WFB is a lot more engaging in the movement phase, you do have to have a knowledge of angles and an ability to think a few turns down the line to set up that perfect charge. The problem is that these days there are so many broken choices that even with flanking its hard to beat a list simply by virtue of its composition. For example, Grave Guard or Black Guard deathstars, even if you flank em, with the right characters in them all your doing is giving up more Static CR.

Hit even the mighty assault terminator squad with enough lasguns and it will die. Ask any guard player ;).

PS: If you play wood elves you will most probably enjoy eldar. Strong shooting, very mobile and with a ranger force quite sneaky.

The_Outsider
02-03-2009, 12:49
PS: If you play wood elves you will most probably enjoy eldar. Strong shooting, very mobile and with a ranger force quite sneaky.

I would imagine DE fit that niche as well, but whether starting them is a good idea is another matter entirely.

squeekenator
02-03-2009, 12:52
Tau are not a gunline. At least, they aren't a gunline if you want a chance of winning. You can just line up Fire Warriors and go pew pew pew, but, despite what most people seem to think, a successful Tau army relies on highly mobile, concentrated firepower. Shooting at the enemy and hoping they don't get to you in time is going to fail pretty much every time, because a Tau army simply can't dish out that much firepower in so few turns. You have to use battlesuits to jump around and take out well-armoured targets, while your Fire Warriors hop in Devilfish transports and sit around for a bit. Once you know where the enemy is weak, the Devilfish drive up, the Fire Warriors come out and utterly obliterate a single squad with massed rapid fire, and then you redeploy before the enemy can swamp them in melee. Even with the current underpowered Imperial Guard army, a Tau gunline will lose to an IG one. Once the Guard become a viable competitive choice, there isn't going to be any competition.

Then again, I'd prefer it if more people collected Daemonhunters, because right now it isn't financially feasible for my FLGS to stock more than one or two boxes at a time, so perhaps I shouldn't be saying that...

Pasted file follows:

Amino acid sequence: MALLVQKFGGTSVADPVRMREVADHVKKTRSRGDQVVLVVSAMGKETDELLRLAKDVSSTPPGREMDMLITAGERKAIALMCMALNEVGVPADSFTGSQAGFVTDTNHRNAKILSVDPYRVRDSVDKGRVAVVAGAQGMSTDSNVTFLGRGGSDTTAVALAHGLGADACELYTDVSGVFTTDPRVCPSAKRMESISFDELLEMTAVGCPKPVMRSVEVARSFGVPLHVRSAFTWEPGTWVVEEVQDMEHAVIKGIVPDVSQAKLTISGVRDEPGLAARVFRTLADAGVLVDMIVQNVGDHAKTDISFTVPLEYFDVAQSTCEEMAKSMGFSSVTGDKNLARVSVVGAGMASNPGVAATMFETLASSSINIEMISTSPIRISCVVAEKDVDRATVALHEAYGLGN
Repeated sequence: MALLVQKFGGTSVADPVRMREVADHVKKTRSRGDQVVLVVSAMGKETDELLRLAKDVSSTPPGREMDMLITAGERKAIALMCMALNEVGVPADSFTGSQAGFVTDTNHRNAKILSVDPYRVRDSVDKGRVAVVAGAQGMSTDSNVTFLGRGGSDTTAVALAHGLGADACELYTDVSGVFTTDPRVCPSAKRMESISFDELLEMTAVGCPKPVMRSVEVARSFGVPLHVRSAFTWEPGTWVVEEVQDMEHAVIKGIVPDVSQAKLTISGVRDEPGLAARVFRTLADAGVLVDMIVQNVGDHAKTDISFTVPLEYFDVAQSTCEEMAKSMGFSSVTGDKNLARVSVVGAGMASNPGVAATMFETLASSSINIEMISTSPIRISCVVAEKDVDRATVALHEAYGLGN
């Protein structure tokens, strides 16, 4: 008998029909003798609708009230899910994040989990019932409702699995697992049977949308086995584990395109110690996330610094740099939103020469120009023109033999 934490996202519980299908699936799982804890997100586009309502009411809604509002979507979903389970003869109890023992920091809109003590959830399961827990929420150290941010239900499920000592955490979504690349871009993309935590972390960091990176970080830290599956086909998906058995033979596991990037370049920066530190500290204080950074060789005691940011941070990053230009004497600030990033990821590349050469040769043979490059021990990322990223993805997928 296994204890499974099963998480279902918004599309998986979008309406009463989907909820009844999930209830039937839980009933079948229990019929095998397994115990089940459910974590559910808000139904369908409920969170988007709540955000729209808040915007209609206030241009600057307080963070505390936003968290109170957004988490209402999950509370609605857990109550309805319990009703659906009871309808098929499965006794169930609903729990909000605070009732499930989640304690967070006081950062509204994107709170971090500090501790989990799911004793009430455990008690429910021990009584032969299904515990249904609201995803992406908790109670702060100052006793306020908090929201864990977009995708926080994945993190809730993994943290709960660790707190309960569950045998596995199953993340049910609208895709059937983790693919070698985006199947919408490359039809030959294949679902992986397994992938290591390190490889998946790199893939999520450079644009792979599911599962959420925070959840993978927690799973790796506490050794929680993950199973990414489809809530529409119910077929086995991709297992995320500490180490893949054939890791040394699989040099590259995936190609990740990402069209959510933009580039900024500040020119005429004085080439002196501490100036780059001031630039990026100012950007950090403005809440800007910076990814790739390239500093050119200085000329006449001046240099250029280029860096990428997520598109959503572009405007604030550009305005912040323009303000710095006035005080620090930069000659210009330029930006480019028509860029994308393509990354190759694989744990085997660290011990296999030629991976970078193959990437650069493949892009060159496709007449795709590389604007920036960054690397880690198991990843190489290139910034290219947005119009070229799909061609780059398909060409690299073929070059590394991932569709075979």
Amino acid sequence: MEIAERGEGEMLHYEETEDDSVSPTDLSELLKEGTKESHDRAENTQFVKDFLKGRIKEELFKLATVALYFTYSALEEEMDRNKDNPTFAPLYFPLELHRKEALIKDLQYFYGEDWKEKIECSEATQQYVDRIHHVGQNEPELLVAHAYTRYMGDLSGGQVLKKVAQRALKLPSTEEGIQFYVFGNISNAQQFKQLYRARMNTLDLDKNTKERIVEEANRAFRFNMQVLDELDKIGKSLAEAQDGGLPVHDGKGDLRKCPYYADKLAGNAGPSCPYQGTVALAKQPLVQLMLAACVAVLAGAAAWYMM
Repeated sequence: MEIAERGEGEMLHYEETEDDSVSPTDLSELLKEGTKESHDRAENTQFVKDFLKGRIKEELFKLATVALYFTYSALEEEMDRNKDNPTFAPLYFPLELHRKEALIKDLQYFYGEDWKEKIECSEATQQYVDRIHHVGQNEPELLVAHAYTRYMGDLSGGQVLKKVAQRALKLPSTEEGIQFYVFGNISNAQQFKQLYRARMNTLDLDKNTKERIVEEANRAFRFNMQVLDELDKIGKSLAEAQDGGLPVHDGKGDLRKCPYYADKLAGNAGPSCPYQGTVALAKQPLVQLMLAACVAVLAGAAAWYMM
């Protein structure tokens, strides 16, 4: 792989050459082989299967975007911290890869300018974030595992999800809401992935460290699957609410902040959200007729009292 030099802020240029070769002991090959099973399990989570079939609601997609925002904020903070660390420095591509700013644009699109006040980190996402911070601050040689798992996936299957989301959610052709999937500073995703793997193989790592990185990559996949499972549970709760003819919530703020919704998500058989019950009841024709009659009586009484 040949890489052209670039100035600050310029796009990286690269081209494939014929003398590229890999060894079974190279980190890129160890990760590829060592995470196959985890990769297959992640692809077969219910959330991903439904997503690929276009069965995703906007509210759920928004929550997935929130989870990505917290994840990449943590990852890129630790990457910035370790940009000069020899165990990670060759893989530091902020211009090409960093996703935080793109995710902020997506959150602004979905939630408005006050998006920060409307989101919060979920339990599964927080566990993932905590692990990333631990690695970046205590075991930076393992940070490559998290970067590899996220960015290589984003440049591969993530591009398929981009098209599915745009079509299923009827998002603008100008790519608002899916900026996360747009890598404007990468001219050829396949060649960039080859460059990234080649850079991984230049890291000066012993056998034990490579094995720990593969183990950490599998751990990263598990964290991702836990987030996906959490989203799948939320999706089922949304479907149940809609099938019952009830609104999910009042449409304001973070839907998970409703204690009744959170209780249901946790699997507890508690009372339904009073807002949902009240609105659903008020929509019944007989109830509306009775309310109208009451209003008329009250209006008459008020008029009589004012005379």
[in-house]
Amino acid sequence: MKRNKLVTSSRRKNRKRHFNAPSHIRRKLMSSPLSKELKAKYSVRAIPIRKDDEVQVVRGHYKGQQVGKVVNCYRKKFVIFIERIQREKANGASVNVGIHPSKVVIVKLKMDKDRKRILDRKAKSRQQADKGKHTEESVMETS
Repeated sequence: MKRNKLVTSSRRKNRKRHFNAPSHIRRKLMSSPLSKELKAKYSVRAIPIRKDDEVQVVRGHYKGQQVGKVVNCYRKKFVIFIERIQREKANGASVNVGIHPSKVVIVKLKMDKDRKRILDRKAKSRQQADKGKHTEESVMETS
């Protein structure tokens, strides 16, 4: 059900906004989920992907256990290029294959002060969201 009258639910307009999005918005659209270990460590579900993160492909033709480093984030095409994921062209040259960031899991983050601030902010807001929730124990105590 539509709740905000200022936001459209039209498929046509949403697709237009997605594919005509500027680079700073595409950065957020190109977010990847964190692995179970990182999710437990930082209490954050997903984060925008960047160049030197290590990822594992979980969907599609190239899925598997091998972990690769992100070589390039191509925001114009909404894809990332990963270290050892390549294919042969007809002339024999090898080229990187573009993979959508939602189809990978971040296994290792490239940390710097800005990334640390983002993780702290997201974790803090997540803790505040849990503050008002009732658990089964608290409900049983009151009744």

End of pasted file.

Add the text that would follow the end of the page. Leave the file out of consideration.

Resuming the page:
Angelus Mortis
02-03-2009, 14:01
Tau are not a gunline. At least, they aren't a gunline if you want a chance of winning. You can just line up Fire Warriors and go pew pew pew, but, despite what most people seem to think, a successful Tau army relies on highly mobile, concentrated firepower. Shooting at the enemy and hoping they don't get to you in time is going to fail pretty much every time, because a Tau army simply can't dish out that much firepower in so few turns. You have to use battlesuits to jump around and take out well-armoured targets, while your Fire Warriors hop in Devilfish transports and sit around for a bit. Once you know where the enemy is weak, the Devilfish drive up, the Fire Warriors come out and utterly obliterate a single squad with massed rapid fire, and then you redeploy before the enemy can swamp them in melee. Even with the current underpowered Imperial Guard army, a Tau gunline will lose to an IG one. Once the Guard become a viable competitive choice, there isn't going to be any competition.


Nobody said they were a gunline. The OP suggested thats what they look like, and without experience, they do. Also, he wasn't really asking for tactics, he was asking if it would be a good idea to start those lists. Everything you just told him probably flew right over his head.

Freakiq
02-03-2009, 14:03
Right now is a good time to start 40k.

The new(ish) 5th edition rules make for a very balanced game compared to earlier editions while the objective based gameplay promotes balanced armies and keeps the game from becoming a static gunfight.

You'll also notice even though there is a difference in power between different codexes it is far from a noticable as in fantasy where certain armies (*cough*daemons*cough*) walk right over others.